Path: /web-production/code/components/Navigation2021.cshtml
Error: Cannot convert null to 'int' because it is a non-nullable value type

Trade After Trump: Divergent views on what is ahead

On 3 March, the Global Governance Programme and the RESPECT project held a webinar on ‘Trade After Trump’. The event, featuring speakers Craig VanGrasstek (Adjunct Lecturer in Public Policy at the Harvard Kennedy School) and Jacques Pelkmans (Centre for European Policy Studies) examined the transition between the Trump and Biden administrations and how it will effect transatlantic trade relations. The two speakers had rather divergent views about the future ahead.

Trade After Trump

VanGrasstek opened up the discussion by stressing that there may be more trouble ahead than expected due to common misconceptions about trading. Donald Trump was not the only problem in the US’s trade policies; he claimed that “Trump’s protectionism was overdone, but the changes he brought about were more about the degree and the direction than a radical shift.”

VanGrasstek suggested that modern trading systems do not protect against discrimination, and that this is a direct result of declining US and European leadership, which may have reached the point of no return with the advent of Free Trade Agreements among major trade partners. According to him, “these are not solutions, they are part of the problem.” He also argued that the multilateral trading system is in serious danger of losing all relevance as a negotiation forum, and cited worrisome trends of shifts in global distribution of power and wealth that reduce US willingness and capacity to lead.

Trade After Trump Graph 1

Trade After Trump Graph 2

Graphs taken from Craig VanGrasstek's 'Trade after Trump' working paper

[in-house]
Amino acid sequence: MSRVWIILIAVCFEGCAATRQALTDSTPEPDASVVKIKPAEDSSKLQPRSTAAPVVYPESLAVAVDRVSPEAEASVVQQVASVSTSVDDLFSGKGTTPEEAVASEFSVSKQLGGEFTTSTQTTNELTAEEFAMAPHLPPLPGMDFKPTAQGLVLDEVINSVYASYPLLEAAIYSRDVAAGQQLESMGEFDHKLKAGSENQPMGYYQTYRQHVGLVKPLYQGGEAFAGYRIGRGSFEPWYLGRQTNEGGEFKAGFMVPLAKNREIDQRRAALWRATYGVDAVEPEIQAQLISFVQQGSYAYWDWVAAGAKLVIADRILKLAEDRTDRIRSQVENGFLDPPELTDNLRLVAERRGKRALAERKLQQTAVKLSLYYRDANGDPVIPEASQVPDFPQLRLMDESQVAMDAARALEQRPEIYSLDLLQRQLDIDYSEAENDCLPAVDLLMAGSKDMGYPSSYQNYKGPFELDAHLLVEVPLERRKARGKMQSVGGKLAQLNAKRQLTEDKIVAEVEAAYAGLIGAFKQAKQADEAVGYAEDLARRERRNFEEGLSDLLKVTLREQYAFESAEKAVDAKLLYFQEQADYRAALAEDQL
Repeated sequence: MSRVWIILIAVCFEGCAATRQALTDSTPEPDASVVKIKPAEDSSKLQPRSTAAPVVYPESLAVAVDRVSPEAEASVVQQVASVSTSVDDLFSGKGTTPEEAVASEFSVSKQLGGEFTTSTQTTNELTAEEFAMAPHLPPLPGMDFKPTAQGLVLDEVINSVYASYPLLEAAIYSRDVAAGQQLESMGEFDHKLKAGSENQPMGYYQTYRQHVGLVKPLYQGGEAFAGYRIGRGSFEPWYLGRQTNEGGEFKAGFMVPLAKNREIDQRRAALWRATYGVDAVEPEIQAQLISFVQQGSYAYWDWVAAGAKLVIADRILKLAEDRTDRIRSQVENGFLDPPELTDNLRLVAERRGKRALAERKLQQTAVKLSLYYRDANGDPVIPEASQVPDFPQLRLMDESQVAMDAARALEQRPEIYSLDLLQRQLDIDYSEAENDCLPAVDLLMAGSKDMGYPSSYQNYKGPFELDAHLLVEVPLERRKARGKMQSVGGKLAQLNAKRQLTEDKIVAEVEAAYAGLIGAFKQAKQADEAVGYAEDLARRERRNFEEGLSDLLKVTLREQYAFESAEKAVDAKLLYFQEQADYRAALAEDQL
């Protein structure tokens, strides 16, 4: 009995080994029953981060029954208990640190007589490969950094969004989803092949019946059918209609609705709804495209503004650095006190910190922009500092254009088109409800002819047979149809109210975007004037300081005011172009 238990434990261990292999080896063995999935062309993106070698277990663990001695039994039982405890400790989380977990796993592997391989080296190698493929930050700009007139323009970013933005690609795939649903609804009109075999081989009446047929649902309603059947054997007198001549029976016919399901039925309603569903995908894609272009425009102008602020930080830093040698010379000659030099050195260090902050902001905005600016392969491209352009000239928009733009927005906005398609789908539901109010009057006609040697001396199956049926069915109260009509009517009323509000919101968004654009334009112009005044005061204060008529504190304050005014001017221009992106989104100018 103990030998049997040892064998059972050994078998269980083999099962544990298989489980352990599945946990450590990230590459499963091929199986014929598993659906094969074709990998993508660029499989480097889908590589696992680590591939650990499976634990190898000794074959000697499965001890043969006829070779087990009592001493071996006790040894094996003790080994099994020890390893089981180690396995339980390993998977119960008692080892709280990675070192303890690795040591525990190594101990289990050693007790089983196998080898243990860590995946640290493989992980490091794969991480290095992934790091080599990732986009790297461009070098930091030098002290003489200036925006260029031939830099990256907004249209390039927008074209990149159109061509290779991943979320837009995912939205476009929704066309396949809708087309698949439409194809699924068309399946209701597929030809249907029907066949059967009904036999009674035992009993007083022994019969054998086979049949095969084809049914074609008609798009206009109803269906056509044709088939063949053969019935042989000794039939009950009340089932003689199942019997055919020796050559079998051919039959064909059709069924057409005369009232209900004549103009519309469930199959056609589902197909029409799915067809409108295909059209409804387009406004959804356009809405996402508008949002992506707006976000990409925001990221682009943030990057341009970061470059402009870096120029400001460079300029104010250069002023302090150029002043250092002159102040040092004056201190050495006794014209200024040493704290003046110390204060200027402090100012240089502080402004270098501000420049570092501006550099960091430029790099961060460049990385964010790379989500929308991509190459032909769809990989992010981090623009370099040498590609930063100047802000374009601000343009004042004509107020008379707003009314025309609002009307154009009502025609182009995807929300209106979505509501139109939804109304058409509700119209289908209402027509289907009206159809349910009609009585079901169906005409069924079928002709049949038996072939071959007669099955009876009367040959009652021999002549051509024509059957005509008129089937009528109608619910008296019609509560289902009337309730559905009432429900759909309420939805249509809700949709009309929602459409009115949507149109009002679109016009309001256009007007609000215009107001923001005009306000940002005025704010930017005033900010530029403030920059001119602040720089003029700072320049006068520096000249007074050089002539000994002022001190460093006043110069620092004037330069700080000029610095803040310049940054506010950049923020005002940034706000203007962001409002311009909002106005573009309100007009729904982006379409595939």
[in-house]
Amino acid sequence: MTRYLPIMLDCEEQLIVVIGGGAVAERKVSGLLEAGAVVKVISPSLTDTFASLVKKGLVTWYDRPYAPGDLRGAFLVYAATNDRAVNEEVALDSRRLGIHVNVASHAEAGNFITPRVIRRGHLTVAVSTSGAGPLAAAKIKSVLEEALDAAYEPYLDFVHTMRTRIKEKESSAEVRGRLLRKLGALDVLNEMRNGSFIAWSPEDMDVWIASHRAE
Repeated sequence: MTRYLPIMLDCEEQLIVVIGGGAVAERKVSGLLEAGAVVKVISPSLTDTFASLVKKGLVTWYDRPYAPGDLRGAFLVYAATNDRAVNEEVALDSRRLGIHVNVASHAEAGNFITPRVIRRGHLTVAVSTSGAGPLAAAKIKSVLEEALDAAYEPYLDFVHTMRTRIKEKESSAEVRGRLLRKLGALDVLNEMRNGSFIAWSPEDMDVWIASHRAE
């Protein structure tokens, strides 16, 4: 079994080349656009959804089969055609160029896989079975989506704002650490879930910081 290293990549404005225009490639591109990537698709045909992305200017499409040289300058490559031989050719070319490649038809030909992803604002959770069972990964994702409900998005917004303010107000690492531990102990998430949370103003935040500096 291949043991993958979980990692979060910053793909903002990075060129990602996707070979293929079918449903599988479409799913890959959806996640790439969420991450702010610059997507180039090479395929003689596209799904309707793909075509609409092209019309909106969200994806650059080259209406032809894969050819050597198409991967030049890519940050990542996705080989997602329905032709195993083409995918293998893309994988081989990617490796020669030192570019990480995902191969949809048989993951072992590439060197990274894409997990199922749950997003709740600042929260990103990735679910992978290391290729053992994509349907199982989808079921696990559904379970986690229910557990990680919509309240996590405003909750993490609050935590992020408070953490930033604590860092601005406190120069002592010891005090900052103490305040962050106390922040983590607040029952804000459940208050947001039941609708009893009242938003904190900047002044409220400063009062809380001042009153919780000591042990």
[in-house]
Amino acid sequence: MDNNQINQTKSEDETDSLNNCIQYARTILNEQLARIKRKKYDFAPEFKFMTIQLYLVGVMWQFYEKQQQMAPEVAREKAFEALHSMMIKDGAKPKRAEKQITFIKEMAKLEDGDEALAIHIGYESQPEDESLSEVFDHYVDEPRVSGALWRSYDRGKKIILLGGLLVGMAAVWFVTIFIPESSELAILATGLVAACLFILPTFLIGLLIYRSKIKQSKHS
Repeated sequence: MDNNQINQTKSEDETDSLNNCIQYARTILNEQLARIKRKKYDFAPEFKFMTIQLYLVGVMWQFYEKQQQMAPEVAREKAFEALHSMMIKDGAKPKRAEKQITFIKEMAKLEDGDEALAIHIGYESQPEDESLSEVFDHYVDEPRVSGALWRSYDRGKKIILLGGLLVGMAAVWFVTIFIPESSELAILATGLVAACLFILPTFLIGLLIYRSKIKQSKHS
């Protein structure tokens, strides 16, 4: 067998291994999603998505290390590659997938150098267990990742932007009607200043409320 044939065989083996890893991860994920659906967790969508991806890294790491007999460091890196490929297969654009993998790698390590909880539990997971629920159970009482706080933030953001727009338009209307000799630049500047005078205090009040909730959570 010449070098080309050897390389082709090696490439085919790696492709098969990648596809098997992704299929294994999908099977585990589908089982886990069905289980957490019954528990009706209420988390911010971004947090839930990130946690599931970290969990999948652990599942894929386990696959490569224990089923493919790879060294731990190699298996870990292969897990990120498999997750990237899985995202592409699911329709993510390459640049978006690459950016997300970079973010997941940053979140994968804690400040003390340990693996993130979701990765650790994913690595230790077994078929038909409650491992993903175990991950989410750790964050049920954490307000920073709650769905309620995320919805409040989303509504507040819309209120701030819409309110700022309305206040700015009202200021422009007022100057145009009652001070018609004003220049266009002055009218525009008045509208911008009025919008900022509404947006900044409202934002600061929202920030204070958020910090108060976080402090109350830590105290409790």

In contrast, Jacques Pelkmans, analysed the challenges for the Biden Administration from an EU perspective and offered an optimistic outlook of the situation. Disagreeing from VanGrasstek, he believes that Trump was alone: “There was no obvious return to nasty bilateralism, no overall rejection of the WTO, and no rough new tariff protectionism other than Trump and his policies... Trump was more ‘home alone’ than ‘America first’”. 

Pelkmans also pointed to the many areas where the EU has signalled it is keen to work with the US on trade, including Green Deal issues, WTO reform, and more. Trump and his policies have helped to transform Brussels. This is reflected in the recent EU trade policy review which makes clear that the EU will be more assertive in pursuing its interests and defending its values. Pelkmans acknowledged that VanGrasstek's research is a very useful wake-up call for Europeans and should not be dismissed lightly.

While it is still too early to determine which speaker’s predictions and analyses will come true, it is clear that transatlantic trade faces a number of challenges in the future, and that the transition from Trump to Biden will not be smooth sailing. In the words of VanGrasstek: “Trade has transformed from a commercial undertaking, into a campaign or political topic which is always discussed within the context of social policy. And the US has never been able to agree on that.”

Page last updated on 11 March 2021

Go back to top of the page